Stevia, the hottest thing in sweeteners, holds the promise of changing world economics if the new production methods are for real.
Without a doubt one of the biggest stories over the next 20 years will be the gradual rejection of the lipid hypothesis and the rise in awareness of the health problems associated with a high-carbohydrate, low-fat diet. We are in the early stages of worldwide acceptance of the role that sugar, specifically fructose, plays in this process. Alternative sweeteners with low secondary side-effects have been the Holy Grail of the food chemical and beverage industry for more than 2 generations now. Stevia, a zero-calorie plant derivative, is currently the one in the spotlight having finally received dispensation from the European Union for use there in recent years.
The epidemic of type-II diabetes which is spreading from the West eastward has caused a tremendous amount of capital to be spent on complications from chronic high blood sugar. When one stops to think about how far the effects of poor dietary choices reach the capital loss is literally incalculable.
To this point the problem with Stevia has been its cost. According to industry PR, more than 70% of the cost of Stevia is in the growth of and extraction of the "Reb-A" glycoside -- the desired compound. Added to that is the natural variability of the resultant product due to the vagaries of biology and the inexact science of chemical extraction. Separation and product quality has been an issue as well.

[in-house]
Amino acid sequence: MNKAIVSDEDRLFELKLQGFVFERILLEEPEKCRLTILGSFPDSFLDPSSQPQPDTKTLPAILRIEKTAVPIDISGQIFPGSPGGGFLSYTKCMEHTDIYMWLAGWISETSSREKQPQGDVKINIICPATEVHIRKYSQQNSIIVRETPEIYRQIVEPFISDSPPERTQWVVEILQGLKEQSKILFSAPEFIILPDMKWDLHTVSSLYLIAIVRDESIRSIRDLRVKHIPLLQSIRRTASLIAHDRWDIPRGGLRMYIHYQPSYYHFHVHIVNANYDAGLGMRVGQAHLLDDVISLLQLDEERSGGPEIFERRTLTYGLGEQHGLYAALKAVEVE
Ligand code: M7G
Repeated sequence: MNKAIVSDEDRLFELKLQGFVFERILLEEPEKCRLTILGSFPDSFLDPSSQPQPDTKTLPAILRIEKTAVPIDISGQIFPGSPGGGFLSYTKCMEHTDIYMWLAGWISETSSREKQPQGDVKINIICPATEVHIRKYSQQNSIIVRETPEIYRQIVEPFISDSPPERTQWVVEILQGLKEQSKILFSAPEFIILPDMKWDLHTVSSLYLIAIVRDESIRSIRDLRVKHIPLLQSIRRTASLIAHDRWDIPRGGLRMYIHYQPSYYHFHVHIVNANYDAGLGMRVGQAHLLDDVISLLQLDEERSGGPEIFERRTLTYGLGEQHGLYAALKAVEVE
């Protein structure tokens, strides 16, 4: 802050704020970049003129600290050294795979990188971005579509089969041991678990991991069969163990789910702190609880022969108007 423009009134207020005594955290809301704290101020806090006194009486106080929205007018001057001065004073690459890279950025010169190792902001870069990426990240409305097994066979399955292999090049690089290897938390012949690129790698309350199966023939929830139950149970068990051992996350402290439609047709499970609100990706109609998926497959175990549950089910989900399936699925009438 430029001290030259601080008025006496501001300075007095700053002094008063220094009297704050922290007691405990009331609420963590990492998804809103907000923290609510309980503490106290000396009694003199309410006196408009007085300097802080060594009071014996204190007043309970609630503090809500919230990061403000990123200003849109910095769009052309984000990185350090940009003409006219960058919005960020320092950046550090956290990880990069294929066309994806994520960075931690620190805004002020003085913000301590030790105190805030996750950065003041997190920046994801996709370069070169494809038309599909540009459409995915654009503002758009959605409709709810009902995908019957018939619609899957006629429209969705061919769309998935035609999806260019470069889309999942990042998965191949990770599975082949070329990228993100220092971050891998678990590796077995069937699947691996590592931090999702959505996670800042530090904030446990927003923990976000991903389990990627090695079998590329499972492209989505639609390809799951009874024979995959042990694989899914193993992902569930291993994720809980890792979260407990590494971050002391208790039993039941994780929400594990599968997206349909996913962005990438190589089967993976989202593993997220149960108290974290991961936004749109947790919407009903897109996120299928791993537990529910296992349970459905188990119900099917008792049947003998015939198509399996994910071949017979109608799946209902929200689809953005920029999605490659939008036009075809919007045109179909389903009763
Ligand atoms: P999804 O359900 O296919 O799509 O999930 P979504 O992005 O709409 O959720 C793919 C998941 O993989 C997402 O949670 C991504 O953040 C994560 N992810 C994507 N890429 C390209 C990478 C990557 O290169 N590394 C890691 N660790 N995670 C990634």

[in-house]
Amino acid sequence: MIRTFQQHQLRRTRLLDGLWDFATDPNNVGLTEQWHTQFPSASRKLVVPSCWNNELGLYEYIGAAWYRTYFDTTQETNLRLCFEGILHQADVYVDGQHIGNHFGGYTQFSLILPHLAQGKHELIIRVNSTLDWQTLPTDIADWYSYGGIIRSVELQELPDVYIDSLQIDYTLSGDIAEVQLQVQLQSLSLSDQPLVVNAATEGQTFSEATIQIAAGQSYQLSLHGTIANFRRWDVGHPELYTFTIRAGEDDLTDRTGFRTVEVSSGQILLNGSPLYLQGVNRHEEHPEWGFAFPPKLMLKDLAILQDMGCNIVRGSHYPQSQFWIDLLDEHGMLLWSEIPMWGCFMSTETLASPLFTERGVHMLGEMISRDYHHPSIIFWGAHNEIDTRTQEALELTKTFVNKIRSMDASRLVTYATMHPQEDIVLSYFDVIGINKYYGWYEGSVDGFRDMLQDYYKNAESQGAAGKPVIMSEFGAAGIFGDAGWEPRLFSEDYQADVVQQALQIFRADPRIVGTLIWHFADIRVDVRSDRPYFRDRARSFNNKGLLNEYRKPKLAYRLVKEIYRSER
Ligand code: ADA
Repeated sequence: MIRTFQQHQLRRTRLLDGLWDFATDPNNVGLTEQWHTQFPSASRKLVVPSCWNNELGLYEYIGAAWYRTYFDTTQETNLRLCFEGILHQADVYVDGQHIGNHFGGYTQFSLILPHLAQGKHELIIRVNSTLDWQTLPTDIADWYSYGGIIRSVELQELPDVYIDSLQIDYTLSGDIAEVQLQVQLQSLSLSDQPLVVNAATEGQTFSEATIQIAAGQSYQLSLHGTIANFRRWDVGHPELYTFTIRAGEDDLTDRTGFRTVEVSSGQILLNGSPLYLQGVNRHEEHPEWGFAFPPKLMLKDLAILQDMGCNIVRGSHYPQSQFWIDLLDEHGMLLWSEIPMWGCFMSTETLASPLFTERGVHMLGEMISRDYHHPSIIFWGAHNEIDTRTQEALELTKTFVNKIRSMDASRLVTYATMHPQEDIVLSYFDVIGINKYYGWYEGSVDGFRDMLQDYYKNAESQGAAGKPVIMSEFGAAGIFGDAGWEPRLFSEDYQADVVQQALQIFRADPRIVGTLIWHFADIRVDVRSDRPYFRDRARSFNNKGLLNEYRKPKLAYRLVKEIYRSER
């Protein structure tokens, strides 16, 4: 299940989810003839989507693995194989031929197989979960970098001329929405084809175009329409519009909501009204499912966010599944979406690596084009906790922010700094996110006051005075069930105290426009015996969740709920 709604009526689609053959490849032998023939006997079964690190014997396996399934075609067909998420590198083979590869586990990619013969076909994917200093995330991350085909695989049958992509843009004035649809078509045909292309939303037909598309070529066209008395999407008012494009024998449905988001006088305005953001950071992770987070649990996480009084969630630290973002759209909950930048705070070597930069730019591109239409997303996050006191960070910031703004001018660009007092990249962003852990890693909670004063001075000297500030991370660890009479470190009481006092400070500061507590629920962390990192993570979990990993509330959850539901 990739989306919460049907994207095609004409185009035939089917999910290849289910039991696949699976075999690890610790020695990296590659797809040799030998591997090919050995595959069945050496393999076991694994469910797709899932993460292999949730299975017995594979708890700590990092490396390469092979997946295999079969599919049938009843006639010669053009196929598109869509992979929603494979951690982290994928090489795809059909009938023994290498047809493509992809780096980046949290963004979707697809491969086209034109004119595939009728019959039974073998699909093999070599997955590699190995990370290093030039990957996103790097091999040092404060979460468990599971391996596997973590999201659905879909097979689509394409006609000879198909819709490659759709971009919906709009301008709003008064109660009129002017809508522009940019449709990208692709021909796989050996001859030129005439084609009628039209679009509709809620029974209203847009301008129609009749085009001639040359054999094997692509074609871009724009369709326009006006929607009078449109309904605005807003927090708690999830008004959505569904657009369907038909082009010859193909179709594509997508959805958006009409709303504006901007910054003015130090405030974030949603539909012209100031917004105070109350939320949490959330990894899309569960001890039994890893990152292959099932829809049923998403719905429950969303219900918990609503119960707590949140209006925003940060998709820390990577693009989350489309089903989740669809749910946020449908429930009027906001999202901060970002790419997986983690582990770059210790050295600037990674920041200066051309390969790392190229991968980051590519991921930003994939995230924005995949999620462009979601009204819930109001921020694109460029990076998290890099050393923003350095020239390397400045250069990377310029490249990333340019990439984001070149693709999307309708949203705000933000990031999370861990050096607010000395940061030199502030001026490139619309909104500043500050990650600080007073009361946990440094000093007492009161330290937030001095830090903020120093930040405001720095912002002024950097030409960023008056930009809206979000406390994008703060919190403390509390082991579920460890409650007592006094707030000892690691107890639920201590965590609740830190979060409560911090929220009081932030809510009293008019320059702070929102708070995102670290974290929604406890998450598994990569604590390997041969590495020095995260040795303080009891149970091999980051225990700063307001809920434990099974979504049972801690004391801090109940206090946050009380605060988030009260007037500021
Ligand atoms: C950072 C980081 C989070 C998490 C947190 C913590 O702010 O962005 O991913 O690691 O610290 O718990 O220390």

So, investment in improving Stevia's production, which has seen astounding growth rates in usage in the past couple of years, is a big focus for the industry at the moment. Cargill's Truvia, developed jointly with Coca-Cola (NYSE:KO), has risen in sales to become #2 non-nutritive sweetener behind Splenda. Sweeteners are a $58 billion industry of which the non-sugar products fight for 20% of that pie, according to BCC Research.
At this point there looks to be two main competitors searching for a different pathway to producing the Reb-A glycoside which does not involve actually growing the stevia rebaudiana (Bertoni) plant. Evolva, a Swiss biosynthetic pharmaceutical firm, recently signed an agreement with Cargill to develop its fermentation-based process for producing the compounds that make up what we know as Stevia from common plant sugars. Cargill has invested $5.3 million in Evolva to bring this technology to market. Evolva is expecting to have an industrial process ready for market by 2015.
On the other hand is start-up Stevia First (OTCQB:STVF) which is attacking the problem from two directions, or as the company puts it, a vertically integrated approach. Stevia First is researching growing strains of plants to optimize Reb-A content as well as farming methods that will allow the plant to be grown year-round in the central valley of California. This research is also aimed at furthering the understanding of the biological pathways which produce the stevia glycosides which can then, hopefully, be applied to production. This is in addition to its licensing agreement with Vineland Research and Innovation Centre of Ontario, Canada to research microbial-based fermentation.